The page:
Sweeping away every Shakespearean ambiguity, the film’s “operatic” declamation reaches an apogee when Hamlet, trapped in the cage of her own making, answers a question from Rezzan and Gul. “Why do you hold yourself in this cell?” they ask. “To make lies truths,” she responds, as if even her feigned madness needed denuding. For all her talk about inverting reality, however, the Female Hamlet -- perhaps because her gender is already inverted -- acts freely, much like a forthright '70s feminist, accomplishing rather speedily what Toshiro Mifune’s Hamlet had distended into incompetence.

I’ve seen some commentators sloppily compare the experimental mise en scène of Female Hamlet to the spiel of Fernando Arrabal or Alejandro Jodorowsky, but Erksan’s film disavows their esotericism, metaphysics, and psychoanalytic pretensions, instead reducing the proceedings to low-budgeted, travestied pantomime. (Hamlet even sings a powder-faced vaudeville number before "The Murder of Ganzago"). The film treads a treacherously thin line between the avant-garde and the amateurish, and while Erskan’s declamatory style inhibits any unearned pretentiousness, much of the staging is hopelessly gauche, as if scholarly frat boys were putting on a pageant.

In his handling of the soundtrack, Erksin veers from clumsiness into perplexity, employing excerpts from Shostakovich’s pompous score for Kozinstev’s 1964 Hamlet, but elsewhere dipping into the nether regions of airheaded '70s-era disco. When Hamlet stops by the beach with Rezzan and Gul for a bikini-clad swim, “Get Up and Boogie” somehow infects the soundtrack, less as a Jarmanesque anachronism than as an insipid bemusement; and when Hamlet appears to the strains of "Fly, Robin, Fly", one desperately hopes the musical choice isn’t meant to be symbolic. Despite its veneer of chintz, however, the film is more or less Artaudian, rejecting metaphor in favor of concretism, reducing emotionality to puppet-like grimaces, and replacing human psychology with a colorful world of artificial, manipulable objects.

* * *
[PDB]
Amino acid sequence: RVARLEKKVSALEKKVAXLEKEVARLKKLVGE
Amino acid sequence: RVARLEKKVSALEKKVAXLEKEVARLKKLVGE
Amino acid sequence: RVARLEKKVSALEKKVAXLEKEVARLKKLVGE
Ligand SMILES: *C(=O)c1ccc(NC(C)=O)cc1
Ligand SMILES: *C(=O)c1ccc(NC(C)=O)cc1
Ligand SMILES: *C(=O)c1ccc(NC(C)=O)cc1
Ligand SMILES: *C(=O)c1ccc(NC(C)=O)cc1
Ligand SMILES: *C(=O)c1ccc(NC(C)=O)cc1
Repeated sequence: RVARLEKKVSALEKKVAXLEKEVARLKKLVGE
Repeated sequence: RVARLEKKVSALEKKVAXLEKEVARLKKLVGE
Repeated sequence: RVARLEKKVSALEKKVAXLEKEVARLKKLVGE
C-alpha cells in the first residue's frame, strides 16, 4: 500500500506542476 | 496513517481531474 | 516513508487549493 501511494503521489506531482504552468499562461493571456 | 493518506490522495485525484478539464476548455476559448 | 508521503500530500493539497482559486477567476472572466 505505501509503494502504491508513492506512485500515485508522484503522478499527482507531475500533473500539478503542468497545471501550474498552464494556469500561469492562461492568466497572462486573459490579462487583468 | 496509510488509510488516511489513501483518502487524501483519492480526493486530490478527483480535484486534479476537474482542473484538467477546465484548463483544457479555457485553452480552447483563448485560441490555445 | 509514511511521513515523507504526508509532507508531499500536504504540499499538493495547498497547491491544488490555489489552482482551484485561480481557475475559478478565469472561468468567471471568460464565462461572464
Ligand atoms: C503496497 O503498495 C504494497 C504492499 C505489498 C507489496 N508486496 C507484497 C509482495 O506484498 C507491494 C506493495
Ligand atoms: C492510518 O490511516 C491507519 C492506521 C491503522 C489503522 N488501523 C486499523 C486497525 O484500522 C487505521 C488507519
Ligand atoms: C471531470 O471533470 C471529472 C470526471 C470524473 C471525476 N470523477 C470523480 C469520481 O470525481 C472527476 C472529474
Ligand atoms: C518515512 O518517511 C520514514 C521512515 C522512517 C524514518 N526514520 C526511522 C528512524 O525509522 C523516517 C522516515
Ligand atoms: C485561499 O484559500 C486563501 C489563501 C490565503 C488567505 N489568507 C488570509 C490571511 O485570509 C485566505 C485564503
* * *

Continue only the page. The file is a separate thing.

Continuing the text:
If the traditional Hamlet plays a youthful version of the Greek eiron (particularly in David Tenant’s incarnation), Socratically drawing out truths from unsuspecting dupes, Erskan makes the entire film ironic. Revisionist productions, especially those like Almereyda’s Hamlet, are meant to make Shakespeare “relatable”, as if it were the dress, and not the diction, that confounded later generations. But trudging through endless revisions, each more decorative than the last, only adds new crusts of myth and mystification to unpack, as overworked exercises of “relatability” become an academic chore in themselves.

Brandishing its chintz proudly -- almost as a weapon -- Female Hamlet reduces Hamlet to what it shouldn’t be, but still is: a pitiable revenge tragedy, as awkward, absurd, and ungainly as Dickens’ poor Wopsle makes it out to be. In his psychological deliria, Vining sought to “solve an old problem”, but merely compounded the mystification; abandoning the masks, Erksan finds a new solution in text, not subtext, in shameless exhibition rather than discreet camouflage.